Stumpf v. Reiss

Annotate this Case

502 N.W.2d 620 (1993)

Luke A. STUMPF, Appellant, v. Ralph REISS and David Reiss, Appellees.

No. 91-1709.

Court of Appeals of Iowa.

May 4, 1993.

*621 Joseph J. Bitter, Dubuque, for appellant.

A. John Arenz and Todd L. Stevenson of O'Connor & Thomas Law Firm, Dubuque, for appellees.

Considered by OXBERGER, C.J., and SACKETT and HABHAB, JJ.

HABHAB, Judge.

This case arises out of an accident involving a pickup truck driven by the defendant, Ralph Reiss, and a motorcycle driven by the plaintiff, Luke Stumpf. The two vehicles were northbound on a four-lane road with two lanes in each direction.

Stumpf claims the accident was caused when Reiss proceeded to make a right turn into a private drive from the left northbound lane cutting off Stumpf's motorcycle in the right northbound lane. Reiss essentially asserts the accident was caused when Stumpf attempted to pass Reiss on the right as Reiss was attempting to make a right hand turn.

After a four-day trial, the case was submitted to the jury late Friday afternoon. About twenty-five minutes after the case was submitted, the jury returned its verdict finding that Reiss was not at fault. Stumpf filed a combined posttrial motion. The district court denied the posttrial motion. Stumpf appealed. We reverse and remand for new trial.


Stumpf contends the trial court erred by allowing evidence that Stumpf did not have a motorcycle license at the time of the accident. Although the court did not submit the issue of lack of a motorcycle license to the jury in its instructions, Stumpf contends the jury was prejudiced by the evidence.

We must first determine whether the trial court erred in allowing testimony, over a timely objection, that Stumpf did not have a motorcycle license at the time of the accident. In this respect, we note the following from Ruckman v. Cudahy Packing Co.:

The general rule, the rule established by the great weight of authority, is that the mere fact that the operator of a motor vehicle does not have a license or the fact that the motor vehicle is unregistered will not bar a recovery for injuries sustained to his person or property through the negligence of another unless there is a causal relation between his failure to comply with the law and the resulting injuries. This court has recognized and followed the above rule in several cases, among which are: Schuster v. Gillispie, 217 Iowa 386, 251 N.W. 735 [1933]; Wolford v. City of Grinnell, 179 Iowa 689, 161 N.W. 686 [1917]; Phipps v. City of Perry, 178 Iowa 173, 159 N.W. 653 [1916]; Lockridge v. Minneapolis & St. L. Ry. Co., 161 Iowa 74, 140 N.W. 834 [1913], Ann.Cas. 1916A, 158.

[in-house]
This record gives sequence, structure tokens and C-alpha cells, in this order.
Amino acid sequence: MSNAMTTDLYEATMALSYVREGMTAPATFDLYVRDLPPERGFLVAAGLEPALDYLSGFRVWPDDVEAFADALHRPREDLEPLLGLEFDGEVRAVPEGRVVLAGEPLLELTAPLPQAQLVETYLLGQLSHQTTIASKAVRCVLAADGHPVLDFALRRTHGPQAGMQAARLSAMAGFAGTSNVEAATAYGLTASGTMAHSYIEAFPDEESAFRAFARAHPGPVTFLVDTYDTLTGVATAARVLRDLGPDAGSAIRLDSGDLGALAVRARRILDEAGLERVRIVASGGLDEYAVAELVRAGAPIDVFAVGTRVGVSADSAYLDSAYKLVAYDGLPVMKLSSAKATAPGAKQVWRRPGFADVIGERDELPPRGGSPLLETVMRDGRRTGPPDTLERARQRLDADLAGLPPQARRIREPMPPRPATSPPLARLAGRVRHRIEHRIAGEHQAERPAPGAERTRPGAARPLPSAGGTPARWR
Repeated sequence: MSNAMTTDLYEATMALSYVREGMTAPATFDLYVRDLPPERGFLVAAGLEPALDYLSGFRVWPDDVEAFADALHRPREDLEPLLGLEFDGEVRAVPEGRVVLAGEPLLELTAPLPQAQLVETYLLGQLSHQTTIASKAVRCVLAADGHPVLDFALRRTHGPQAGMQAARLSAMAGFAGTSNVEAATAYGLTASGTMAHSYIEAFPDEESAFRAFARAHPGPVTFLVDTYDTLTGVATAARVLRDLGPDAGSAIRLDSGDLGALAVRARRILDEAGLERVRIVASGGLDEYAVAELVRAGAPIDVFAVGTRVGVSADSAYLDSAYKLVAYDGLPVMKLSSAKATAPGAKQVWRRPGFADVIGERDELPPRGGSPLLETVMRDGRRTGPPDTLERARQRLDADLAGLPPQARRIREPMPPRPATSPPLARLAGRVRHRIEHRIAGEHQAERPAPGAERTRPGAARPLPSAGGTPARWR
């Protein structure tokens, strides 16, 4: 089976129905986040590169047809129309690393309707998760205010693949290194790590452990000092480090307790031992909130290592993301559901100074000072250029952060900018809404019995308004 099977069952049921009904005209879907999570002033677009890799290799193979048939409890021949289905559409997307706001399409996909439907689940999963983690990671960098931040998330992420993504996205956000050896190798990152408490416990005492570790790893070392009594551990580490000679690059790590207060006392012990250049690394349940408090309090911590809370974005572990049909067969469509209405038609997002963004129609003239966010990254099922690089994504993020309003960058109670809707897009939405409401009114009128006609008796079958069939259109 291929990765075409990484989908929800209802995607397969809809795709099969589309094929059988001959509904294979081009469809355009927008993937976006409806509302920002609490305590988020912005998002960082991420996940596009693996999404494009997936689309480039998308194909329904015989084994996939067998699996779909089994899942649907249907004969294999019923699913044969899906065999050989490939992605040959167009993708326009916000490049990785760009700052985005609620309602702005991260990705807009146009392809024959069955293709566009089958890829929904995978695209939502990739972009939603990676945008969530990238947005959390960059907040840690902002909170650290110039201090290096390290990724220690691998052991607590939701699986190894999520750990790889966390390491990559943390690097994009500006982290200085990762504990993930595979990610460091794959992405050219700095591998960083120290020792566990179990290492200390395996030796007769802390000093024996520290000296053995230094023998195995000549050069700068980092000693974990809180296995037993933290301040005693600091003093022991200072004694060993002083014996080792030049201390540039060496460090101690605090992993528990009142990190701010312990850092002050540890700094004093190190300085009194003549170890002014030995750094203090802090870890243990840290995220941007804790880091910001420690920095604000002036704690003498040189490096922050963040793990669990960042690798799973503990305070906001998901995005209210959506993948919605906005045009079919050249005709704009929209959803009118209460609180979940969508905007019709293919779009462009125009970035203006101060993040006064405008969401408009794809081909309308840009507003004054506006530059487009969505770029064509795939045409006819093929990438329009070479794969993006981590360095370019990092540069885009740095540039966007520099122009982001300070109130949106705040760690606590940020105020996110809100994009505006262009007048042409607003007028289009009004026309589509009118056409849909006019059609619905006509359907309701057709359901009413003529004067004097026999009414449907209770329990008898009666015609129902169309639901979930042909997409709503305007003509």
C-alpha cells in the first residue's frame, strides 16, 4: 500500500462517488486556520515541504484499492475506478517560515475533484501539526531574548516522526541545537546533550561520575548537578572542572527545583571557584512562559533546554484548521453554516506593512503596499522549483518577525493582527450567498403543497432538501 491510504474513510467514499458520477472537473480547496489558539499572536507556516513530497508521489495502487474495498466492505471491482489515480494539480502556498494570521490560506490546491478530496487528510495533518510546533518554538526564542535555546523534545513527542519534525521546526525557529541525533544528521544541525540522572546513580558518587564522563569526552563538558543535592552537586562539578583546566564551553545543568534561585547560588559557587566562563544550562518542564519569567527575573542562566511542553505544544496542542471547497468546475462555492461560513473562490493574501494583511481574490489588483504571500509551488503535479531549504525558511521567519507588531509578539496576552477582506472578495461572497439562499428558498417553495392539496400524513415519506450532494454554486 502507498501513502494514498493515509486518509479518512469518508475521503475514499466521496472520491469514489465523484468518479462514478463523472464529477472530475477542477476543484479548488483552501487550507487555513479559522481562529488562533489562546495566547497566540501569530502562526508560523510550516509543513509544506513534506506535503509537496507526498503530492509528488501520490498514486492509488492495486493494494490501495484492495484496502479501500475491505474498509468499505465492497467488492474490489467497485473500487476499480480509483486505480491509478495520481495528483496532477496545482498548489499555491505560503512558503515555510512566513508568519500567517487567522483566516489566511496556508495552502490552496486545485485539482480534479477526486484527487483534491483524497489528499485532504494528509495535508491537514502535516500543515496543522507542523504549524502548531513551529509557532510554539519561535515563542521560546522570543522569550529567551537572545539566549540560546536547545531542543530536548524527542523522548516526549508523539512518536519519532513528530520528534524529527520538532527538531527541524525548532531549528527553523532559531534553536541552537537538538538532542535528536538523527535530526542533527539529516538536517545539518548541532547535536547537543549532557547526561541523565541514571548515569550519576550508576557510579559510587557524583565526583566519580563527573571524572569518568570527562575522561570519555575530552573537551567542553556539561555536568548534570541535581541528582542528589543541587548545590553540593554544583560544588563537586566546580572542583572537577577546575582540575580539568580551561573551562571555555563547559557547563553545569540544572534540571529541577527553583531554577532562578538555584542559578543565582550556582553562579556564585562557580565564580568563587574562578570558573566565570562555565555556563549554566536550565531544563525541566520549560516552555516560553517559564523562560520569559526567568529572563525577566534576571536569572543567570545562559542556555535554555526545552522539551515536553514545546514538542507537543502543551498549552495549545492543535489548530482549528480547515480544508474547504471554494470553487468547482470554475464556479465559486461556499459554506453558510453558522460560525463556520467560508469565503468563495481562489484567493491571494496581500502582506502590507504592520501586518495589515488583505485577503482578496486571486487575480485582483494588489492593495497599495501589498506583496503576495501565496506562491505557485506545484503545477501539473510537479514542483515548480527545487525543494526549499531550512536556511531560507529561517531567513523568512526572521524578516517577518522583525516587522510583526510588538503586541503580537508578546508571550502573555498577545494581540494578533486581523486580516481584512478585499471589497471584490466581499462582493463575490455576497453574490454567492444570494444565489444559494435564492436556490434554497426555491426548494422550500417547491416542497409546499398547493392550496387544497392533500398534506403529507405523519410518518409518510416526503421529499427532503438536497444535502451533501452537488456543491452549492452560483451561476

*622 Ruckman v. Cudahy Packing Co., 230 Iowa 1144, 1146, 300 N.W. 320, 321 (1941) (citations omitted).

In Schuster v. Gillispie, the defendant contended that because the driver of the car in which plaintiff was riding did not have a driver's license, as required by law, this prevented a recovery on the part of plaintiff. Schuster, 217 Iowa at 390, 251 N.W. at 736. The court stated:

Appellant insists that this prevents recovery on the part of plaintiff. Appellant suggests no causal relationship between plaintiff's injuries and the fact that the driver of the car had no license and we are unable to discover any such relationship. Before a violation of a statute will preclude recovery, causal relationship must exist between the unlawful act and the injuries complained of.


In Wolford v. City of Grinnell, the court, in considering a defense that plaintiff was violating the law in driving his car without having it registered,[1] said:

As to the last proposition, it is clear that plaintiff's failure to register the car had nothing whatever to do with the accident; that there is no showing of any causal connection between plaintiff's violation of law and the accident; hence his violation of the law was no defense to the action. No authorities need be cited in support of this proposition; but we may properly refer in this connection to Lockridge v. Minneapolis & St. L. R. Co., 161 Iowa 74 [140 N.W. 834].

Wolford, 179 Iowa at 693, 161 N.W. at 686. Our supreme court also touched on the subject in the criminal manslaughter case of State v. Davis, 196 N.W.2d 885, 894 (Iowa 1972). In that case, there was a question of relevancy. Id. The supreme court stated:

Failure to have a valid driver's license has been held relevant in cases of this kind. State v. Yowell, 184 Kan. 352, 336 P.2d 841; Commonwealth v. Romig, 22 Pa.Dist. & Co.R. 341, 27 Berks 41. Other courts have held the evidence to be irrelevant. Madison v. State, 40 Ala. App. 62, 109 So. 2d 749; Roberts v. Commonwealth, 264 Ky. 545, 95 S.W.2d 23; Commonwealth v. Williams, 133 Pa.Super. 104, 1 A.2d 812; State v. Peterson, 116 Utah 362, 210 P.2d 229. We believe the latter courts have the better of the issue, in the absence of a showing of a causal relationship between the invalid license and the collision. Note, 10 Temple L.Q. 67. This view is consistent with our rule in civil cases. Ruckman v. Cudahy Packing Co., 230 Iowa 1144, 300 N.W. 320; Schuster v. Gillispie, 217 Iowa 386, 251 N.W. 735. See also Hardwick v. Bublitz, 254 Iowa 1253, 119 N.W.2d 886 (causal relationship shown under particular factsdefendant's knowledge of driver's incompetence). No causal relationship appeared here, and the trial court should have sustained the objection.


Thus, under Iowa law unless there is a causal relationship between the failure to have a license to operate a motor vehicle and the accident itself, the fact that plaintiff had no license is no defense to the action. This is in keeping with the general statement of the law that before a violation of a statute will preclude recovery, causal relationship must exist between the unlawful act and the accident.

We conclude that no causal relationship appears here. We believe the trial court reached the same conclusion for it declined to submit an instruction concerning the subject matter in question. The trial court committed error by not sustaining the objection. The evidence was inadmissible.

This conclusion, however, does not end our inquiry. We need to turn to our rule of evidence 103(a) that determines, in civil matters, what the result should be *623 if inadmissible evidence is received over a timely objection. Iowa R.Evid. 103(a). That rule provides: